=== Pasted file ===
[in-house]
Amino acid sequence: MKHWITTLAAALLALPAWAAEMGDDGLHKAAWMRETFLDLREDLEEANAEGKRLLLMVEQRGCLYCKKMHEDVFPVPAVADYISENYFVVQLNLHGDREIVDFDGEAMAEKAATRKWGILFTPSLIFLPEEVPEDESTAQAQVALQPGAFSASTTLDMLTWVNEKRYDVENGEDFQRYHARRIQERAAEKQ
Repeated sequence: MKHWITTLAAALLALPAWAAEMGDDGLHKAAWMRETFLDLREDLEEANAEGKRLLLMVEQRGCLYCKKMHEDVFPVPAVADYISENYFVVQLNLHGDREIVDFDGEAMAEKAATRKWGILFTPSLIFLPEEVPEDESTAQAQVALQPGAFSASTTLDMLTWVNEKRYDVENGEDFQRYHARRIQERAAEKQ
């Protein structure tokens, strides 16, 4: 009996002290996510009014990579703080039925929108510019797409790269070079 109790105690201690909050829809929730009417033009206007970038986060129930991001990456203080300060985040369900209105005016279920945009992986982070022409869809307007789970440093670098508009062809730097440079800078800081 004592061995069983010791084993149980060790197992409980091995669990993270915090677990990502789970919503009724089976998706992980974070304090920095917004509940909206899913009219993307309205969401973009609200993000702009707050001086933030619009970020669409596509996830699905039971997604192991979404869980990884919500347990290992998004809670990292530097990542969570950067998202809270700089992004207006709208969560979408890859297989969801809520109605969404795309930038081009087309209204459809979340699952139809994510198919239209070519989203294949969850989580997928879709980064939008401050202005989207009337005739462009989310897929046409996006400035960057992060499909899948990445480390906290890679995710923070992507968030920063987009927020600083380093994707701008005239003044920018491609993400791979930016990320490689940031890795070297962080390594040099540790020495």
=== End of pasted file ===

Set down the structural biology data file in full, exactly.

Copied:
[in-house]
Amino acid sequence: MKHWITTLAAALLALPAWAAEMGDDGLHKAAWMRETFLDLREDLEEANAEGKRLLLMVEQRGCLYCKKMHEDVFPVPAVADYISENYFVVQLNLHGDREIVDFDGEAMAEKAATRKWGILFTPSLIFLPEEVPEDESTAQAQVALQPGAFSASTTLDMLTWVNEKRYDVENGEDFQRYHARRIQERAAEKQ
Repeated sequence: MKHWITTLAAALLALPAWAAEMGDDGLHKAAWMRETFLDLREDLEEANAEGKRLLLMVEQRGCLYCKKMHEDVFPVPAVADYISENYFVVQLNLHGDREIVDFDGEAMAEKAATRKWGILFTPSLIFLPEEVPEDESTAQAQVALQPGAFSASTTLDMLTWVNEKRYDVENGEDFQRYHARRIQERAAEKQ
């Protein structure tokens, strides 16, 4: 009996002290996510009014990579703080039925929108510019797409790269070079 109790105690201690909050829809929730009417033009206007970038986060129930991001990456203080300060985040369900209105005016279920945009992986982070022409869809307007789970440093670098508009062809730097440079800078800081 004592061995069983010791084993149980060790197992409980091995669990993270915090677990990502789970919503009724089976998706992980974070304090920095917004509940909206899913009219993307309205969401973009609200993000702009707050001086933030619009970020669409596509996830699905039971997604192991979404869980990884919500347990290992998004809670990292530097990542969570950067998202809270700089992004207006709208969560979408890859297989969801809520109605969404795309930038081009087309209204459809979340699952139809994510198919239209070519989203294949969850989580997928879709980064939008401050202005989207009337005739462009989310897929046409996006400035960057992060499909899948990445480390906290890679995710923070992507968030920063987009927020600083380093994707701008005239003044920018491609993400791979930016990320490689940031890795070297962080390594040099540790020495």